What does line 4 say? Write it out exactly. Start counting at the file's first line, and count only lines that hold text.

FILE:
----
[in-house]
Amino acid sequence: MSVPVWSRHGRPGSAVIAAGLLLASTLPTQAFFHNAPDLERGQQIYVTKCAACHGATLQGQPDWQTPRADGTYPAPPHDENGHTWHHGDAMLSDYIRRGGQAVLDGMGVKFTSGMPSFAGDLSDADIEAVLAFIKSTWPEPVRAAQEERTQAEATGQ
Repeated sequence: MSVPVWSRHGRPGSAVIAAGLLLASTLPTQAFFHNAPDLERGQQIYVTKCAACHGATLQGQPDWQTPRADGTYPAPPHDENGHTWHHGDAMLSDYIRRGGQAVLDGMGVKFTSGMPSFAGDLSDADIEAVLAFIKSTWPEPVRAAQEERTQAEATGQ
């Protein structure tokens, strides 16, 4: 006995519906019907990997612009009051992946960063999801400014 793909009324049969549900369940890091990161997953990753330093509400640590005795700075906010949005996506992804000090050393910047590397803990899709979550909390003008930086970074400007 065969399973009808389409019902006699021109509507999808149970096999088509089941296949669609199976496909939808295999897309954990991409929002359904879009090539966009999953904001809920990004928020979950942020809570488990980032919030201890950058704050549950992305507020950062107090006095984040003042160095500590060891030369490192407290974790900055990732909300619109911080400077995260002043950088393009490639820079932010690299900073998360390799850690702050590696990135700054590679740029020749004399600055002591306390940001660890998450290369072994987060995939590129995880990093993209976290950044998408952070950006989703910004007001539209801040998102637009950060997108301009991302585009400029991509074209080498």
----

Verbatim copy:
């Protein structure tokens, strides 16, 4: 006995519906019907990997612009009051992946960063999801400014 793909009324049969549900369940890091990161997953990753330093509400640590005795700075906010949005996506992804000090050393910047590397803990899709979550909390003008930086970074400007 065969399973009808389409019902006699021109509507999808149970096999088509089941296949669609199976496909939808295999897309954990991409929002359904879009090539966009999953904001809920990004928020979950942020809570488990980032919030201890950058704050549950992305507020950062107090006095984040003042160095500590060891030369490192407290974790900055990732909300619109911080400077995260002043950088393009490639820079932010690299900073998360390799850690702050590696990135700054590679740029020749004399600055002591306390940001660890998450290369072994987060995939590129995880990093993209976290950044998408952070950006989703910004007001539209801040998102637009950060997108301009991302585009400029991509074209080498």